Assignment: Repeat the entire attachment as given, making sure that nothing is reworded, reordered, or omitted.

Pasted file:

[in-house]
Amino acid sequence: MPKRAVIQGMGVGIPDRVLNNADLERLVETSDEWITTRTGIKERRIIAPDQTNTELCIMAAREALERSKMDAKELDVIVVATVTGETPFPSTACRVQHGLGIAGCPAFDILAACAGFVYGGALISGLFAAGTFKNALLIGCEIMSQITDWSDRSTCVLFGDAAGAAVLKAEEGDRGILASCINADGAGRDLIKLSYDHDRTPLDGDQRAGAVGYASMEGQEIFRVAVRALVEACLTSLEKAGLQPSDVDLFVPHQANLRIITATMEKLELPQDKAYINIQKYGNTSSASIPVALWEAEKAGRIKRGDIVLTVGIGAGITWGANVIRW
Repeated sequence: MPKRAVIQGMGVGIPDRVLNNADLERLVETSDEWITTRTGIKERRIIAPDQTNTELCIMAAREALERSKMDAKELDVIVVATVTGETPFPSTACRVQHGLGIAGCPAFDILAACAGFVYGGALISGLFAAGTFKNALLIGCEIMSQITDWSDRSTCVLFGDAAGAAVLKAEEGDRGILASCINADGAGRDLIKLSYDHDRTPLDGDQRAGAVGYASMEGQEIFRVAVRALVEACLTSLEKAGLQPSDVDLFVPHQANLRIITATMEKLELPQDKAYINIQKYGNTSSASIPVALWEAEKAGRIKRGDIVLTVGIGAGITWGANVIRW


[in-house]
Amino acid sequence: MPKRAVIQGMGVGIPDRVLNNADLERLVETSDEWITTRTGIKERRIIAPDQTNTELCIMAAREALERSKMDAKELDVIVVATVTGETPFPSTACRVQHGLGIAGCPAFDILAACAGFVYGGALISGLFAAGTFKNALLIGCEIMSQITDWSDRSTCVLFGDAAGAAVLKAEEGDRGILASCINADGAGRDLIKLSYDHDRTPLDGDQRAGAVGYASMEGQEIFRVAVRALVEACLTSLEKAGLQPSDVDLFVPHQANLRIITATMEKLELPQDKAYINIQKYGNTSSASIPVALWEAEKAGRIKRGDIVLTVGIGAGITWGANVIRW
Repeated sequence: MPKRAVIQGMGVGIPDRVLNNADLERLVETSDEWITTRTGIKERRIIAPDQTNTELCIMAAREALERSKMDAKELDVIVVATVTGETPFPSTACRVQHGLGIAGCPAFDILAACAGFVYGGALISGLFAAGTFKNALLIGCEIMSQITDWSDRSTCVLFGDAAGAAVLKAEEGDRGILASCINADGAGRDLIKLSYDHDRTPLDGDQRAGAVGYASMEGQEIFRVAVRALVEACLTSLEKAGLQPSDVDLFVPHQANLRIITATMEKLELPQDKAYINIQKYGNTSSASIPVALWEAEKAGRIKRGDIVLTVGIGAGITWGANVIRW